TEXT OF INTERVIEW
STEVE CHIOTAKIS: Car owners could be the ones helping to pay off federal fines for pollution. Air quality regulators in California’s San Joaquin Valley vote today on that proposal. A first, if approved, for slapping pollution fines on consumers along with companies. Sarah Gardner reports from the Marketplace Sustainability Desk.
SARAH GARDNER: The San Joaquin Valley is facing a $29 million fine for speeding past its federal ozone limit. Regulators say local industries have reduced emissions. Now drivers should share the burden. Regulators propose an annual $10 to $24 surcharge on vehicle owners. Environmental economist Robert Costanza says this version of “the polluter pays” principle is misguided.
ROBERT COSTANZA: Because it sounds like this approach would be quite regressive in its effects on poor people.”
Unemployment in California’s Central Valley is especially high. And alternatives to driving are limited. Clean Air Watch president Frank O’Donnell says consumers need more transportation choices.
FRANK O’DONNELL: I would hope that the public would turn to the car companies and say, look, we need to drive cars that don’t pollute at all.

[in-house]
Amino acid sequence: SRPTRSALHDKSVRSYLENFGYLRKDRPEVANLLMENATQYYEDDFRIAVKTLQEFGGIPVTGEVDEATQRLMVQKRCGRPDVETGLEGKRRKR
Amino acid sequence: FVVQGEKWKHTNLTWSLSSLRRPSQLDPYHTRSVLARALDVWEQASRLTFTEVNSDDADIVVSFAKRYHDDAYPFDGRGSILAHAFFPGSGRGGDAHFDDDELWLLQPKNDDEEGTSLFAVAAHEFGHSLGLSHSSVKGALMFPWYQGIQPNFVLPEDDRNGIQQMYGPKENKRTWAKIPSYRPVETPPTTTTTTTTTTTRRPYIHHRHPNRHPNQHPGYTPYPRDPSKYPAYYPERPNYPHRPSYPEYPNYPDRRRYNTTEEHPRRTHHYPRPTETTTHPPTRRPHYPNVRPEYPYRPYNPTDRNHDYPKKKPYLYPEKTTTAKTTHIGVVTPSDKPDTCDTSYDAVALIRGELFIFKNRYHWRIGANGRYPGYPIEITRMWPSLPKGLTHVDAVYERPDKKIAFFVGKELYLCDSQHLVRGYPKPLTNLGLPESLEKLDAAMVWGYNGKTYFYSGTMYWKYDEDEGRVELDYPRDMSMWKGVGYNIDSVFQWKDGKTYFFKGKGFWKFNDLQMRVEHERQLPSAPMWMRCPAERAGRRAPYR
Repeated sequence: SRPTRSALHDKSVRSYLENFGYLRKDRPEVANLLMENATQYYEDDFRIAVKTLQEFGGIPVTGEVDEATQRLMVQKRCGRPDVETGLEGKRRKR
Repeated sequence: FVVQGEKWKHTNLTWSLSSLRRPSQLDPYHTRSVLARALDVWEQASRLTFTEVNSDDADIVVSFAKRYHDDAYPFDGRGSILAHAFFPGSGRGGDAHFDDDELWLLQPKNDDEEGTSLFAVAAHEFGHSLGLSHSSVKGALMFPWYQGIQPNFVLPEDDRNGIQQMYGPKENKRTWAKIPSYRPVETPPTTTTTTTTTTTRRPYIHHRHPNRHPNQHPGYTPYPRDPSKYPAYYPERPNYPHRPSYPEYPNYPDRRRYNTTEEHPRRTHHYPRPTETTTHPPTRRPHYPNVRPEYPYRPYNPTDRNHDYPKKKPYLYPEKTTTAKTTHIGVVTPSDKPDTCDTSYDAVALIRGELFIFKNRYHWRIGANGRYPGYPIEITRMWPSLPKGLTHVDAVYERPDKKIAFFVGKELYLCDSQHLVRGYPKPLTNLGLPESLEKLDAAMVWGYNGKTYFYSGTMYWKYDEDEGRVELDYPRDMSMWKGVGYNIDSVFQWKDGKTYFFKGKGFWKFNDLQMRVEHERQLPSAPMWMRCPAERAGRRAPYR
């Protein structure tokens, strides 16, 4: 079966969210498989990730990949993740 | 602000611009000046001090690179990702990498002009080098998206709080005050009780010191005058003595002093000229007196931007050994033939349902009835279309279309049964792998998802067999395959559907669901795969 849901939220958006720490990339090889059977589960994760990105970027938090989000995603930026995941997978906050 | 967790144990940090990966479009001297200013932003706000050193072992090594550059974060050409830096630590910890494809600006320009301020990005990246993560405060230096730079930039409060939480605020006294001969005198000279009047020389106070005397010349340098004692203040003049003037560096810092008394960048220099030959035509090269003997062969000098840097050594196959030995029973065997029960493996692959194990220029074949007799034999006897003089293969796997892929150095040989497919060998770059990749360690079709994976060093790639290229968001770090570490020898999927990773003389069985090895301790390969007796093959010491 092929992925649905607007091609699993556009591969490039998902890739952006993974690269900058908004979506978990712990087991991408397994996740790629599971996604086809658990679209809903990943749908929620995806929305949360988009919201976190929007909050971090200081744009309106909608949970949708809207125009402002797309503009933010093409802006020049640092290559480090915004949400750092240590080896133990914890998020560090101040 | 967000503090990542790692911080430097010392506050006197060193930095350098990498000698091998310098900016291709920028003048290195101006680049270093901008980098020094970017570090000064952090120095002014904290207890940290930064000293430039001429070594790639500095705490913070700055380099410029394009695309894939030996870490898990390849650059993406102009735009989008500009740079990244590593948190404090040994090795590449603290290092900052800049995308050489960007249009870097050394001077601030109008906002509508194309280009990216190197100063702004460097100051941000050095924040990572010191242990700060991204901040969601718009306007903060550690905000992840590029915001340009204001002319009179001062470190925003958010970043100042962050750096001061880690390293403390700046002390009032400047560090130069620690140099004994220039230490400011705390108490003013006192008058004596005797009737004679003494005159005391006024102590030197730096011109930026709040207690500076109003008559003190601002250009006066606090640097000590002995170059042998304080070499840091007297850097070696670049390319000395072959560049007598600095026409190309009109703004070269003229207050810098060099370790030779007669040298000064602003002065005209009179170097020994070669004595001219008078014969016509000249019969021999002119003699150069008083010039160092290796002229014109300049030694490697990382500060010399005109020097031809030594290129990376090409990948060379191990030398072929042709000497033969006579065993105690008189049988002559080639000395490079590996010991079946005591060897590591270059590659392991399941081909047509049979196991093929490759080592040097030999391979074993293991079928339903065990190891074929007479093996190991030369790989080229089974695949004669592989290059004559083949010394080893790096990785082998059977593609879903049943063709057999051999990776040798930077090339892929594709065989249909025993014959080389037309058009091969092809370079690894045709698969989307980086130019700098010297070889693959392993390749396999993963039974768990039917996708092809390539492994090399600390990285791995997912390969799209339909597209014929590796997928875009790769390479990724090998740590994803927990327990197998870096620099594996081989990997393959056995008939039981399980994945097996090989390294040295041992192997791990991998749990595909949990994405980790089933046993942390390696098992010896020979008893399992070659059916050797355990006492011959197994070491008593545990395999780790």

Surcharge supporters point out that 80 percent of the Central Valley’s smog comes from car and truck exhaust.
I’m Sarah Gardner for Marketplace.
We’re here to help you navigate this changed world and economy.
Our mission at Marketplace is to raise the economic intelligence of the country. It’s a tough task, but it’s never been more important.
In the past year, we’ve seen record unemployment, stimulus bills, and reddit users influencing the stock market. Marketplace helps you understand it all, will fact-based, approachable, and unbiased reporting.
Generous support from listeners and readers is what powers our nonprofit news—and your donation today will help provide this essential service. For just $5/month, you can sustain independent journalism that keeps you and thousands of others informed.